How often are you aware of your own shadow? I rarely notice the shadows I cast unless they happen to get in my way, such as blocking my light as I read. But on a recent visit to Reggio Emilia, Italy I was reminded of the delight and fascination young children feel as they explore and play with shadows.

The municipal infant-toddler centres and preschools of Reggio Emilia are internationally renowned for their progressive, innovative and creative practices. The philosophy of Reggio Emilia schools emphasizes the concept of the “100 languages of children,” the idea that children express themselves in many ways, not just words. Children use movement, play, drawing, clay, music and more to express their ideas and understandings. When I toured the Reggio Emilia schools it was clear that one of the 100 languages is the language of light and shadow. Every school has a variety of light sources – natural light and ordinary light fixtures, as well as equipment that invites children to play with light, shadow and color, such as projectors, flashlights, or light tables. Children are encouraged to move, dance and pretend as they cast shadows and patterns of light and color on walls, floors and ceilings.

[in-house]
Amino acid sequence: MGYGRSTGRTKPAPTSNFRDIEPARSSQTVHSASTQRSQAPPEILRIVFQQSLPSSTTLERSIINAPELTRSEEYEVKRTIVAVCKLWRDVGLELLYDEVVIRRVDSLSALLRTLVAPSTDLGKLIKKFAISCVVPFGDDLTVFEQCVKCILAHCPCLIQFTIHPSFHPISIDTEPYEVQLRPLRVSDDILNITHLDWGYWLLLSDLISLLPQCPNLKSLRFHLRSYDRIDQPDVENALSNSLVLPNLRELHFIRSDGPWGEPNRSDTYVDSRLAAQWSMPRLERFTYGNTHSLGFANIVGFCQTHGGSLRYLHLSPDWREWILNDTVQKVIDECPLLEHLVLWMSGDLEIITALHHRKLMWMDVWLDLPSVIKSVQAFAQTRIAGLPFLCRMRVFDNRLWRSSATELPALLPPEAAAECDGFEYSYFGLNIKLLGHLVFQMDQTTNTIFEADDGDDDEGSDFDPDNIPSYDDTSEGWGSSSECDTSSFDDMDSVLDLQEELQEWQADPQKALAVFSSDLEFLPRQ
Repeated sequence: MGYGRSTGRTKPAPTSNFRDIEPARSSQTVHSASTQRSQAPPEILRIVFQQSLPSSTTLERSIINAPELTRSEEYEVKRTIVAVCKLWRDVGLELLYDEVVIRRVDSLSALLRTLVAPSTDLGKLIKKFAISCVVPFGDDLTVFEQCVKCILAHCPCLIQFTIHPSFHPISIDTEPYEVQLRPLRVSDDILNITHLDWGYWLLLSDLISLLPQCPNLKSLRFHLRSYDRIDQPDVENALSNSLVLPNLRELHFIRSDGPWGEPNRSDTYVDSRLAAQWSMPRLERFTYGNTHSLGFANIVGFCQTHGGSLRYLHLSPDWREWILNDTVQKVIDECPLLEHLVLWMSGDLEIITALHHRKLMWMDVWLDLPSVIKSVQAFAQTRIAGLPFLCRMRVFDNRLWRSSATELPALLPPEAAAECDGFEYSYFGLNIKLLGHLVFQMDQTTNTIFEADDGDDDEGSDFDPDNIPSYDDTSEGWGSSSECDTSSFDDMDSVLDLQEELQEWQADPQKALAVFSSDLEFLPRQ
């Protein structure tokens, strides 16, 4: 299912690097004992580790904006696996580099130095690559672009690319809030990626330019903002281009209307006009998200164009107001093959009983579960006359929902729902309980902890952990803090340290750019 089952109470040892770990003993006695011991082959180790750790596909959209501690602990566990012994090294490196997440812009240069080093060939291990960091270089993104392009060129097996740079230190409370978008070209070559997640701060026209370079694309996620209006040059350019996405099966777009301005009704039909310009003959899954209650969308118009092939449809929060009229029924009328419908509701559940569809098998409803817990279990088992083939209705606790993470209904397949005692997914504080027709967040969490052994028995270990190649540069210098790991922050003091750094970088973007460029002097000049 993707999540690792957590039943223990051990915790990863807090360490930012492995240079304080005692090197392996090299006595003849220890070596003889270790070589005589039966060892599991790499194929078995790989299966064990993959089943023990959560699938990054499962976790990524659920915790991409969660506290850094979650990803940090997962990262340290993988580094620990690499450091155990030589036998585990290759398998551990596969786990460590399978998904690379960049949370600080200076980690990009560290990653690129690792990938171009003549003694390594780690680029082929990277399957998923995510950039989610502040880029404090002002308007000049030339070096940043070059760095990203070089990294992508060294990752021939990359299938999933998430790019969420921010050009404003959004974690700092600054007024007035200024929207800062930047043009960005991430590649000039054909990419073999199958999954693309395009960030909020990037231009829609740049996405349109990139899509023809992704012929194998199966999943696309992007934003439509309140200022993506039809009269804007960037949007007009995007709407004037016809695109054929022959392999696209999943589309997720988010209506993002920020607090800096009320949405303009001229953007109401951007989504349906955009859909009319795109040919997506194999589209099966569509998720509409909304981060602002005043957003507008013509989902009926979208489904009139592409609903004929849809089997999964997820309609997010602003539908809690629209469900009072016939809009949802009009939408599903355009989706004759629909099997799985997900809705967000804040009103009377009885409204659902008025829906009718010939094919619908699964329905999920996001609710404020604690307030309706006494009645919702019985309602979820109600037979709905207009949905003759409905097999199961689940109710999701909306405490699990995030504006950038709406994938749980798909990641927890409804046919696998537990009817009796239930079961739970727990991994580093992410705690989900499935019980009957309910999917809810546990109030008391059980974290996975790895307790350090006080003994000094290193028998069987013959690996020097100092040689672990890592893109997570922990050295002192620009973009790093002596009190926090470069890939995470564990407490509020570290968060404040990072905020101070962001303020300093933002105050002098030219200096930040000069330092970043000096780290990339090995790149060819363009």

During my visit to Reggio Emilia I was particularly interested in shadow play because my work at the CTD Leapfrog program involves developing resources for a new course called “Stories in Shadow.” While our original idea for the course was simply using shadow puppets to develop children’s creative storytelling skills, I’m now aware of so many other fascinating aspects of shadow play. In shadow, we can change our shape depending on how we move and we can grow very large or very small depending on where we stand. Our shadows are superheroes that can reach objects we could never touch with our own physical bodies.

As a first-time traveler to Italy, thinking about shadows deepened my observations and appreciation of my surroundings. I became more aware of the shadows in my environment, on buildings, trees, fountains and sculptures, and I noticed how my own shadow interacted with the places I visited. In a way, our shadows allow us to experience everything twice, once in our ordinary, human bodies, and then again as shadows, following us as we walk toward the sun, climbing and skimming along the pavement as we explore a new city, touching the contours and textures of this beautiful, fascinating earth.

For more information about shadow play in the Reggio Emilia schools, I recommend the book Everything Has a Shadow Except Ants published by Reggio Children.


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